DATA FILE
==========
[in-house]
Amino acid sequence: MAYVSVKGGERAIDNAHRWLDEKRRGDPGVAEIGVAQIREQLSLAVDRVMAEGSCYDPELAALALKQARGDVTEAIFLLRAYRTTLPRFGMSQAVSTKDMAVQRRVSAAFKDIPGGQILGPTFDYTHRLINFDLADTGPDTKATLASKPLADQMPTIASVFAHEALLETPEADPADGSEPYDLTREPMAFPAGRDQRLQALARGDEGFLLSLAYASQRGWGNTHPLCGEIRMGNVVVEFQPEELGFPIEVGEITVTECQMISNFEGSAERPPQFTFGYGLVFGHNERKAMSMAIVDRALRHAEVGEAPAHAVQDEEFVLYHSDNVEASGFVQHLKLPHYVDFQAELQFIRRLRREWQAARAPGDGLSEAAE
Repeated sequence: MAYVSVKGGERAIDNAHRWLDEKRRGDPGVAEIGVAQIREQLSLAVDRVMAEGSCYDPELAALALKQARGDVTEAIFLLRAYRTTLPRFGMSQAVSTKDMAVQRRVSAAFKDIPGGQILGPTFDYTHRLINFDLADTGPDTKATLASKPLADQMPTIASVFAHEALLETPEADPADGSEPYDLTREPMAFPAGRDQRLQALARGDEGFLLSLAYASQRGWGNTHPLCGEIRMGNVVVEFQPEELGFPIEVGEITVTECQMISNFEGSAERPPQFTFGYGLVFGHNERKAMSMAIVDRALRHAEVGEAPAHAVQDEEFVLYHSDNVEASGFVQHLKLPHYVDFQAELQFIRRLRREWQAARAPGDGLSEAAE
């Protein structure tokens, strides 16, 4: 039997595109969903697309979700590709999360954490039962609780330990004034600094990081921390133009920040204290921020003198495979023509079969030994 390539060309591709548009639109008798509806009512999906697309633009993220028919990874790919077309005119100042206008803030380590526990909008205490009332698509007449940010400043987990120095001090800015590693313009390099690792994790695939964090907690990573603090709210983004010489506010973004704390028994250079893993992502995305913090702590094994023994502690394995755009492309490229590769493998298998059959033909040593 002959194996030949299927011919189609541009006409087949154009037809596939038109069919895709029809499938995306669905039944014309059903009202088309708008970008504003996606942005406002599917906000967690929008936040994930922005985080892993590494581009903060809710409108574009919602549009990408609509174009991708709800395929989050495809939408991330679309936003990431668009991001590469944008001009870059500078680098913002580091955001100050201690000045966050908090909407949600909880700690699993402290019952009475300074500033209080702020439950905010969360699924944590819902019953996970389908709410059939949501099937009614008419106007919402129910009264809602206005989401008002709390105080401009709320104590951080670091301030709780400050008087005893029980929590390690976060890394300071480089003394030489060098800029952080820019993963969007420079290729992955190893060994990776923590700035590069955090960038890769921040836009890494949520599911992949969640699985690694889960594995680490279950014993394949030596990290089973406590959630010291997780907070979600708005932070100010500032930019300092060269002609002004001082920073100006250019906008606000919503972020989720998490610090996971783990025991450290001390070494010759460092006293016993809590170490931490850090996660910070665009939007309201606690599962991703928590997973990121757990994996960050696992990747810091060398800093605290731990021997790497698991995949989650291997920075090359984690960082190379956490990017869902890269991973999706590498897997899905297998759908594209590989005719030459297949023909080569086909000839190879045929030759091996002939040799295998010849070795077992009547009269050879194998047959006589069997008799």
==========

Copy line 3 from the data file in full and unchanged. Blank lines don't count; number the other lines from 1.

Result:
Repeated sequence: MAYVSVKGGERAIDNAHRWLDEKRRGDPGVAEIGVAQIREQLSLAVDRVMAEGSCYDPELAALALKQARGDVTEAIFLLRAYRTTLPRFGMSQAVSTKDMAVQRRVSAAFKDIPGGQILGPTFDYTHRLINFDLADTGPDTKATLASKPLADQMPTIASVFAHEALLETPEADPADGSEPYDLTREPMAFPAGRDQRLQALARGDEGFLLSLAYASQRGWGNTHPLCGEIRMGNVVVEFQPEELGFPIEVGEITVTECQMISNFEGSAERPPQFTFGYGLVFGHNERKAMSMAIVDRALRHAEVGEAPAHAVQDEEFVLYHSDNVEASGFVQHLKLPHYVDFQAELQFIRRLRREWQAARAPGDGLSEAAE